Mobilising consumers through digital activism: why customer loyalty matters when using digital activism strategies to motivate businesses to collaborate

Adaptation Information Management and Technology

Shahla Ghobadi is Professor of Information Management at Leeds University Business School. Her research interests include the social aspects of developing digital applications and digital activism for social change. Scott Sonenshein is Professor of Management and Organisational studies at Jesse H. Jones School of Business, Rice University. His research interests focus on using field methodologies to examine questions around work and organisations.

Office workers moving symbols around a desk

Social media has changed the world. In the 2000s, the advent of new social networking technologies transformed the internet, bringing individuals closer together and giving social movement organisations (SMOs) a novel opportunity.

SMOs have increasingly used digital activism - social media and networking tools - to bring attention to social problems and mobilise consumers globally to pressure businesses to change their practices. Global crises such as the COVID-19 pandemic have accelerated the shift towards online organising and highlighted the importance of digital activism.

Previous research has focused on how SMOs have used viral social media posts to prompt businesses to take immediate action, relying on narrow concessions or compliance to effect change.

We conducted a longitudinal study to understand how SMOs can design, implement, and promote digital campaigns that enable globally distributed participation to establish lasting relationships with businesses fuelled by valuable social change ambitions and mutual benefits. The study asks: How do SMOs use digital activism to motivate target businesses to collaborate on advancing social change?

Mobilising consumers through digital activism

We adopted an interpretivist case study approach (where the focus is on understanding people’s unique views and experiences in situations through qualitative research methods) to develop novel insights.  We focussed on three campaigns from a single leading SMO – Greenpeace – that relied primarily on social media platforms to mobilise consumers and influence global businesses to change their environmental practices and collaborate to alter industry standards. 

Green My Apple (2006-2007)
In 2006, Greenpeace launched the Green My Apple campaign to encourage Apple to make environmentally-friendly changes in its products’ design, production, and recycling.

With Apple’s massive fan base and high customer loyalty, Greenpeace used a tolerant content positioning to frame its digital activism content. This positioning emphasises activists’ appreciation and encouragement of the target business’s positive contribution, thereby attributing responsibility to a critical social problem.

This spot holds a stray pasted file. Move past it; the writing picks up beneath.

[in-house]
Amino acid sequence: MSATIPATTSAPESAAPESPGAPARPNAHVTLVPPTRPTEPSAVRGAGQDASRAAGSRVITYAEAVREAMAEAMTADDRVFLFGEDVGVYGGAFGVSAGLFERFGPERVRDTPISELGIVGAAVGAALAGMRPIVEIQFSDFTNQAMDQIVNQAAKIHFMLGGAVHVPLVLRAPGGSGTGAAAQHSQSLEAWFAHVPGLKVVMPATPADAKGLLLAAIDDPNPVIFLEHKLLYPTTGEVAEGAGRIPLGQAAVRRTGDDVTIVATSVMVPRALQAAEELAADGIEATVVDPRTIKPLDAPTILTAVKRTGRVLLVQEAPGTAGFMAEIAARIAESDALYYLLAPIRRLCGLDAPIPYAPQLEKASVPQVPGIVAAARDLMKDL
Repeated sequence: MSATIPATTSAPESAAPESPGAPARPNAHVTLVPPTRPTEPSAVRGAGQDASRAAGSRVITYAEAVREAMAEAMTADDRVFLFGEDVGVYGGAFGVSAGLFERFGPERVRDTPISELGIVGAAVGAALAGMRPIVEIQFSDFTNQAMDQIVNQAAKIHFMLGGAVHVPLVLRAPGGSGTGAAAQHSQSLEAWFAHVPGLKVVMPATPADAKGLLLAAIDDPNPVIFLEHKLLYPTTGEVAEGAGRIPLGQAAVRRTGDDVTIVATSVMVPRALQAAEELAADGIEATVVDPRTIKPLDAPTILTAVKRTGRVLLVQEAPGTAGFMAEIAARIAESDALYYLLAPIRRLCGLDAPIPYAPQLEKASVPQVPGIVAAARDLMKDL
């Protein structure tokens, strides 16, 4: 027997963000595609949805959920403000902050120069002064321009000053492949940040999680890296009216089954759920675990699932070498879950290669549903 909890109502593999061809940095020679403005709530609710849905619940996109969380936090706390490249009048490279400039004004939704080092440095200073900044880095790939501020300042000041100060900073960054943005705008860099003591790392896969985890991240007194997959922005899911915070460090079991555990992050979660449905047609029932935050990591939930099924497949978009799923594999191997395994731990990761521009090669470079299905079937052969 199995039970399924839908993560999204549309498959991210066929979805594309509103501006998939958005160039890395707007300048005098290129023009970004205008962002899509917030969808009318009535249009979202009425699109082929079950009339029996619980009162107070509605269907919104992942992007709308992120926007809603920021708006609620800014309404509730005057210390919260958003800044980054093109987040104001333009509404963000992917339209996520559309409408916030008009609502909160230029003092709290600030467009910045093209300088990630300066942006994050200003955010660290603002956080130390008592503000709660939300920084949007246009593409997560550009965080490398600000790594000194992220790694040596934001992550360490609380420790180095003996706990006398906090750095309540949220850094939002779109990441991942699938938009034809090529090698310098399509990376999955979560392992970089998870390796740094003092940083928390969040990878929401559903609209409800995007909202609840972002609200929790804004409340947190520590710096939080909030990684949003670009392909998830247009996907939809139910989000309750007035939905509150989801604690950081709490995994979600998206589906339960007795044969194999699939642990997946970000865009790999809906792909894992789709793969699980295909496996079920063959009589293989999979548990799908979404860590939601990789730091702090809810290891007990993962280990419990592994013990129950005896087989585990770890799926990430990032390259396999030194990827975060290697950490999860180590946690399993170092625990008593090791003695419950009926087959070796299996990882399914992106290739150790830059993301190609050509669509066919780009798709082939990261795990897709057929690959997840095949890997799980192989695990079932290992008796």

This approach received a mostly silent response from Apple, but Greenpeace strengthened their calls for change using a promotive strategy (i.e. an approach that actively encourages and motivates a target audience to take actions in line with a specific goal or cause). Greenpeace encouraged Apple’s loyal consumers worldwide to voluntarily produce activism and draw the company’s attention, using symbols emphasising Apple’s symbolic language of leadership and caring about consumers. 

This approach was effective, as Apple fans frequently and creatively remixed and exchanged existing resources to create content, such as the Hug your Apple image (expressing their desire for a green Mac) to continuously challenge Apple. 

Using these strategies, Greenpeace created a growing ecosystem of Apple fans supporting the campaign, resulting in Apple changing its manufacturing practice.

Longer-term, the positive foundation of appreciation led to direct engagement between Apple and Greenpeace, culminating in a collaborative relationship that explored steps for addressing Apple’s environmental practices and industry processes.

The campaign demonstrates that sustained and increased digital activism can provide valuable opportunities for target businesses to demonstrate their commitment to social issues and establish themselves as industry leaders.

KitKat (2010-2011) 
In contrast, Greenpeace targeted Nestlé using an antagonistic content positioning (i.e. strong language and confronting images) in the KitKat campaign.

An antagonistic positioning aims to mobilise consumers to adopt an adversarial approach, threatening the company’s reputation, which they may be more willing to do as their association with the company is relatively weak. This can lead to quicker and more direct collaboration agreements, but it can also generate resistance from the company, which will require the SMO to devote resources to sustaining consumer mobilisation.

The KitKat campaign raised awareness that Nestlé was sourcing palm oil from suppliers that were destroying Indonesian rainforests, a habitat of orangutans. Greenpeace created digital content using symbols and language familiar to Nestlé’s consumers to motivate them to challenge the company.